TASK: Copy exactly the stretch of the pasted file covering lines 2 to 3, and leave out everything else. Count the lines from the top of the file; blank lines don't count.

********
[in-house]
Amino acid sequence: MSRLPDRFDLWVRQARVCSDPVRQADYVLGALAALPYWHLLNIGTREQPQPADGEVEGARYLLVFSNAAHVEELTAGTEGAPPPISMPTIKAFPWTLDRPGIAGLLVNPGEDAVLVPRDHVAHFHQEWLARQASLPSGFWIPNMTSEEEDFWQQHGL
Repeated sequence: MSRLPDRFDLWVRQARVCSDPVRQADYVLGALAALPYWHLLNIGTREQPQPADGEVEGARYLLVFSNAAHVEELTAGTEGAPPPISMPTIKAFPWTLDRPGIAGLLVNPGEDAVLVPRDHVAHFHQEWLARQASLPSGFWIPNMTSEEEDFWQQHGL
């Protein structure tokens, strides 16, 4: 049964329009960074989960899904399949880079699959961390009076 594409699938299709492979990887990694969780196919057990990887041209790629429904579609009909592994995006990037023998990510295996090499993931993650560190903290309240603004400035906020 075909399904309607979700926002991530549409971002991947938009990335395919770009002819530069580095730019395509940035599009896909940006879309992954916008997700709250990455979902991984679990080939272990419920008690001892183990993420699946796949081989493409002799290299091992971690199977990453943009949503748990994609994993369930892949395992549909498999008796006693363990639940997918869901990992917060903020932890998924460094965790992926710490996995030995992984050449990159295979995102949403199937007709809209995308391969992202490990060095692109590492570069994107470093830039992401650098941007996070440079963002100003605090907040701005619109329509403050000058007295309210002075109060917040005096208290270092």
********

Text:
Amino acid sequence: MSRLPDRFDLWVRQARVCSDPVRQADYVLGALAALPYWHLLNIGTREQPQPADGEVEGARYLLVFSNAAHVEELTAGTEGAPPPISMPTIKAFPWTLDRPGIAGLLVNPGEDAVLVPRDHVAHFHQEWLARQASLPSGFWIPNMTSEEEDFWQQHGL
Repeated sequence: MSRLPDRFDLWVRQARVCSDPVRQADYVLGALAALPYWHLLNIGTREQPQPADGEVEGARYLLVFSNAAHVEELTAGTEGAPPPISMPTIKAFPWTLDRPGIAGLLVNPGEDAVLVPRDHVAHFHQEWLARQASLPSGFWIPNMTSEEEDFWQQHGL